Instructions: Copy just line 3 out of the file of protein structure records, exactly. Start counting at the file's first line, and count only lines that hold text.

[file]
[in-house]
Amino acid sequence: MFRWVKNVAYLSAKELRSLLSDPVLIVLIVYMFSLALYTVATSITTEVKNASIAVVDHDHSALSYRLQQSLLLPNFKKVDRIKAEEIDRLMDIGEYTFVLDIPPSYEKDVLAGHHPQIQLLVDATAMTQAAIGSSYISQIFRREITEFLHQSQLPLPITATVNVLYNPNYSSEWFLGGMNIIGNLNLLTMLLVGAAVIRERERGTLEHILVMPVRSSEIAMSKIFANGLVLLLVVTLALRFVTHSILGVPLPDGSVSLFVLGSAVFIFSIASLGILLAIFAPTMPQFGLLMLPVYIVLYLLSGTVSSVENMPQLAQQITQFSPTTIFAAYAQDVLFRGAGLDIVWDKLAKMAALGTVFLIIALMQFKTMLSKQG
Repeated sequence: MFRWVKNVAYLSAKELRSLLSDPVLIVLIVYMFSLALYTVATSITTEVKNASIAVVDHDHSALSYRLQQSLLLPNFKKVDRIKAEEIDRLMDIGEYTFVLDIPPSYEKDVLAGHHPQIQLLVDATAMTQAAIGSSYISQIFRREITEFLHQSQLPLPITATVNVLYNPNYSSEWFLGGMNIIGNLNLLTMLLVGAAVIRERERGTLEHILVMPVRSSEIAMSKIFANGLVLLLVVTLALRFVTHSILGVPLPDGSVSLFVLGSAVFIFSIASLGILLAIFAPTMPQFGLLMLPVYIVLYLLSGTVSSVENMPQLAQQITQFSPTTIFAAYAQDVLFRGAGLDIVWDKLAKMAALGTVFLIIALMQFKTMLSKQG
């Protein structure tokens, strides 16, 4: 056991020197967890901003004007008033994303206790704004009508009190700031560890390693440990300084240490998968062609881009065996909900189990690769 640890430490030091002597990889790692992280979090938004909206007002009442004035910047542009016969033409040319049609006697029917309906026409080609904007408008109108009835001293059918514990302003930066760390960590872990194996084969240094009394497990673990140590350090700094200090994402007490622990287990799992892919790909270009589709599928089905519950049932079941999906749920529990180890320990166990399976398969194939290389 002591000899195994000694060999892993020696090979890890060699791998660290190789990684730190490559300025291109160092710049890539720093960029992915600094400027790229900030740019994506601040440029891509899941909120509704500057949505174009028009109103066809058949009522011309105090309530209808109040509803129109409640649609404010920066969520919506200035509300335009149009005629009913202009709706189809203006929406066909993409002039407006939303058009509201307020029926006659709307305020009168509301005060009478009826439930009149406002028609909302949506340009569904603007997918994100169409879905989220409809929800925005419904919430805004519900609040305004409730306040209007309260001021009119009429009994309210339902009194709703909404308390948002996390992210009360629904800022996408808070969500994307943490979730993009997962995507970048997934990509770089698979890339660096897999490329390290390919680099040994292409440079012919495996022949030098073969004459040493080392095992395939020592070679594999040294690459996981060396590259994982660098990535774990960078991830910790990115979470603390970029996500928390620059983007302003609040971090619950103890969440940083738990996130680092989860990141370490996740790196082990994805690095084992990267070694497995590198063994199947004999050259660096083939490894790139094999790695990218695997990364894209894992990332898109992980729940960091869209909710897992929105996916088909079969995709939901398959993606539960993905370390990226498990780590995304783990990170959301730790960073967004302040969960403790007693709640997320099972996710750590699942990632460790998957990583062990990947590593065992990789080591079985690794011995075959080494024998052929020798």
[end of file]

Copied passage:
Repeated sequence: MFRWVKNVAYLSAKELRSLLSDPVLIVLIVYMFSLALYTVATSITTEVKNASIAVVDHDHSALSYRLQQSLLLPNFKKVDRIKAEEIDRLMDIGEYTFVLDIPPSYEKDVLAGHHPQIQLLVDATAMTQAAIGSSYISQIFRREITEFLHQSQLPLPITATVNVLYNPNYSSEWFLGGMNIIGNLNLLTMLLVGAAVIRERERGTLEHILVMPVRSSEIAMSKIFANGLVLLLVVTLALRFVTHSILGVPLPDGSVSLFVLGSAVFIFSIASLGILLAIFAPTMPQFGLLMLPVYIVLYLLSGTVSSVENMPQLAQQITQFSPTTIFAAYAQDVLFRGAGLDIVWDKLAKMAALGTVFLIIALMQFKTMLSKQG